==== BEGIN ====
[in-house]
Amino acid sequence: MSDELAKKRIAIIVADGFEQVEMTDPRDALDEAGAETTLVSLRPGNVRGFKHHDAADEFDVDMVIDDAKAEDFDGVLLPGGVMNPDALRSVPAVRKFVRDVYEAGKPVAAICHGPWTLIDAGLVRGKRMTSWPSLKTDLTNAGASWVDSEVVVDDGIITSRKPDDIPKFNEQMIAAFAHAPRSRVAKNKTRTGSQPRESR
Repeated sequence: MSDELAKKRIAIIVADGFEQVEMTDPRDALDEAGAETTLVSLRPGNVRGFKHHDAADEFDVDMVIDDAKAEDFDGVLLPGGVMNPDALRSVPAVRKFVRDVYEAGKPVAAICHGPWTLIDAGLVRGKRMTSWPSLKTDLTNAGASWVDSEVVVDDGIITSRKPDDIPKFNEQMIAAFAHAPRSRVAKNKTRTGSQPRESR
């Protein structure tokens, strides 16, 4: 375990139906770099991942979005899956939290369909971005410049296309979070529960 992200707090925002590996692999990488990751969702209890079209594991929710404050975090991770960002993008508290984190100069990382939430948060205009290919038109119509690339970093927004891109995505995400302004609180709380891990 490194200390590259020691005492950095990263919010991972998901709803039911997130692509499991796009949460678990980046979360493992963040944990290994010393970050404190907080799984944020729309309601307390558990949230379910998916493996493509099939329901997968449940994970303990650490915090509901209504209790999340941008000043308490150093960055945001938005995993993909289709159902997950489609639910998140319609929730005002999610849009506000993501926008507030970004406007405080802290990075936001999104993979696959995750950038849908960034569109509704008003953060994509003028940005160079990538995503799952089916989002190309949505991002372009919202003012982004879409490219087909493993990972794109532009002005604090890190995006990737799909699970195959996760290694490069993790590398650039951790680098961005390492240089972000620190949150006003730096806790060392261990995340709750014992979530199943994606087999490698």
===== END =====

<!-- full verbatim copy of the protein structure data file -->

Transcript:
[in-house]
Amino acid sequence: MSDELAKKRIAIIVADGFEQVEMTDPRDALDEAGAETTLVSLRPGNVRGFKHHDAADEFDVDMVIDDAKAEDFDGVLLPGGVMNPDALRSVPAVRKFVRDVYEAGKPVAAICHGPWTLIDAGLVRGKRMTSWPSLKTDLTNAGASWVDSEVVVDDGIITSRKPDDIPKFNEQMIAAFAHAPRSRVAKNKTRTGSQPRESR
Repeated sequence: MSDELAKKRIAIIVADGFEQVEMTDPRDALDEAGAETTLVSLRPGNVRGFKHHDAADEFDVDMVIDDAKAEDFDGVLLPGGVMNPDALRSVPAVRKFVRDVYEAGKPVAAICHGPWTLIDAGLVRGKRMTSWPSLKTDLTNAGASWVDSEVVVDDGIITSRKPDDIPKFNEQMIAAFAHAPRSRVAKNKTRTGSQPRESR
């Protein structure tokens, strides 16, 4: 375990139906770099991942979005899956939290369909971005410049296309979070529960 992200707090925002590996692999990488990751969702209890079209594991929710404050975090991770960002993008508290984190100069990382939430948060205009290919038109119509690339970093927004891109995505995400302004609180709380891990 490194200390590259020691005492950095990263919010991972998901709803039911997130692509499991796009949460678990980046979360493992963040944990290994010393970050404190907080799984944020729309309601307390558990949230379910998916493996493509099939329901997968449940994970303990650490915090509901209504209790999340941008000043308490150093960055945001938005995993993909289709159902997950489609639910998140319609929730005002999610849009506000993501926008507030970004406007405080802290990075936001999104993979696959995750950038849908960034569109509704008003953060994509003028940005160079990538995503799952089916989002190309949505991002372009919202003012982004879409490219087909493993990972794109532009002005604090890190995006990737799909699970195959996760290694490069993790590398650039951790680098961005390492240089972000620190949150006003730096806790060392261990995340709750014992979530199943994606087999490698």